The UK Government to target sham marriages and civil partnerships as a route to Settlement
The new provisions of the Immigration Act 2014 which will come into force from 2nd March 2015 will increase the marriage and civil partnership notice period from 15 days to 28 days in England and Wales.
The rules relating to submitting a notice of Marriage or Civil Partnership will become a lot stricter than before and if there was a suspicion of the marriage being a sham or illegal, the relevant Registrar will be able to extend the notice period to 70 days. The registrars would also be under an obligation to inform the immigration office and to report any such incident to the Home Office. The Home Office could possibly detain the person involved or remove them if there are strong evidences of sham marriage or civil partnership.
These new provisions will only apply to those who give notice of marriage after 2 March 2015.
According to the Home Office press release:
“By extending the notice period and channeling to the Home Office all proposed marriages and civil partnerships which could bring an immigration benefit, the new system will give us much more time and information to identify and act against sham marriages and civil partnerships before they happen and, where they do go ahead, we will have the evidence we need on file to be able to refuse any subsequent immigration application in terms which will withstand appeal.”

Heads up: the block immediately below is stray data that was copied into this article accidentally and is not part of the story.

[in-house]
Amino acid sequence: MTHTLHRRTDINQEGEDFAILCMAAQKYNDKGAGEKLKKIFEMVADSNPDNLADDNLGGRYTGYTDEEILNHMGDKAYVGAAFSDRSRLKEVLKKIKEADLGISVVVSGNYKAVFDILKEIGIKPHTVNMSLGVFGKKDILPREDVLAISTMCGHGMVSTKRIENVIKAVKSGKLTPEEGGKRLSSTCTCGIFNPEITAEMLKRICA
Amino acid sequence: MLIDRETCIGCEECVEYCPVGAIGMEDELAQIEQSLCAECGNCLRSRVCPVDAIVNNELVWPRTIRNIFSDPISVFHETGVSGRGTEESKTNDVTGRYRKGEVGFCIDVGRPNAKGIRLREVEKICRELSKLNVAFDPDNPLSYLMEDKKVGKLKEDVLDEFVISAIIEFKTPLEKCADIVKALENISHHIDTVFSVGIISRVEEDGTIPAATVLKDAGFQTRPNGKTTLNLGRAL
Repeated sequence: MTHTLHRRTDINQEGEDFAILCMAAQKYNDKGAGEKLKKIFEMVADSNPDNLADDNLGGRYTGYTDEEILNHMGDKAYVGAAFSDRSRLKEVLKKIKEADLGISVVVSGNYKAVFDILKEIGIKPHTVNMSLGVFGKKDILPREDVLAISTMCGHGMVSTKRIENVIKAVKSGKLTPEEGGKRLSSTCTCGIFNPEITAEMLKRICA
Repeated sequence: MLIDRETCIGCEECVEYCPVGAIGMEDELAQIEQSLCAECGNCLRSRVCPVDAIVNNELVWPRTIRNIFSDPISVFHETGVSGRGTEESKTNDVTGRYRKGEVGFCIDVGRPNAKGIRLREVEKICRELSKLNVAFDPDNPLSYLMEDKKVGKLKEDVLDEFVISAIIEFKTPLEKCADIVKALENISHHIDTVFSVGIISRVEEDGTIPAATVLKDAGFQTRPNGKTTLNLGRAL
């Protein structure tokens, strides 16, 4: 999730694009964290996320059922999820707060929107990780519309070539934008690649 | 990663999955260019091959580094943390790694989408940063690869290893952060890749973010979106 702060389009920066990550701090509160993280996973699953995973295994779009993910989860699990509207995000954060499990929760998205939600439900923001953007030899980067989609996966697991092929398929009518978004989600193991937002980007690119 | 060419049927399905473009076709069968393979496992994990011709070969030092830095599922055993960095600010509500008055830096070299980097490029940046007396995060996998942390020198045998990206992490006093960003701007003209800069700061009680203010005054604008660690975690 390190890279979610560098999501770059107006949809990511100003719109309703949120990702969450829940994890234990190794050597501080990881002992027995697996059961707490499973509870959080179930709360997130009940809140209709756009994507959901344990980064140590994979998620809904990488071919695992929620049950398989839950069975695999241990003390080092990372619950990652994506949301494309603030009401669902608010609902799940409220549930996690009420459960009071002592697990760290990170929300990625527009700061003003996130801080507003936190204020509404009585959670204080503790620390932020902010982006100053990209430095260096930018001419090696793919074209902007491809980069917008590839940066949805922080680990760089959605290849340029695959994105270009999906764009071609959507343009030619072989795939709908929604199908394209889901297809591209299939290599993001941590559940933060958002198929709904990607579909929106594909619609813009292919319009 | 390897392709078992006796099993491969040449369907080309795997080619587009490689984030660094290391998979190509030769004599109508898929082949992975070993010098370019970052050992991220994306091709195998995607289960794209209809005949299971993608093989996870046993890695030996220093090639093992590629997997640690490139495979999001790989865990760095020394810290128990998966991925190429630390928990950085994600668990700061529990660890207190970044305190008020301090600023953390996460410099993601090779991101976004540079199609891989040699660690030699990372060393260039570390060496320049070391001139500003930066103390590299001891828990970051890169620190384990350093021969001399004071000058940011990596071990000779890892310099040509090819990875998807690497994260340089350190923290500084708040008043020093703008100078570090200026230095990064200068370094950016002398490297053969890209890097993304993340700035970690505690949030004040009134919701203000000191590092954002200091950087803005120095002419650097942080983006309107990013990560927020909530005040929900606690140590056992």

These rules have been put into place in order to curb over stayer immigrants who resort to desperate measures in order to get their British Settlement. It can be presumed that these measures have been put in to curb migration after the present government failed to live up to its promise made in 2010 where David Cameron pledged to cut net migration by tens of thousands.
We shall have to observe if these measures taken by the Government could lead to any litigation under Article 12 of the European Convention which gives a person the right to marry.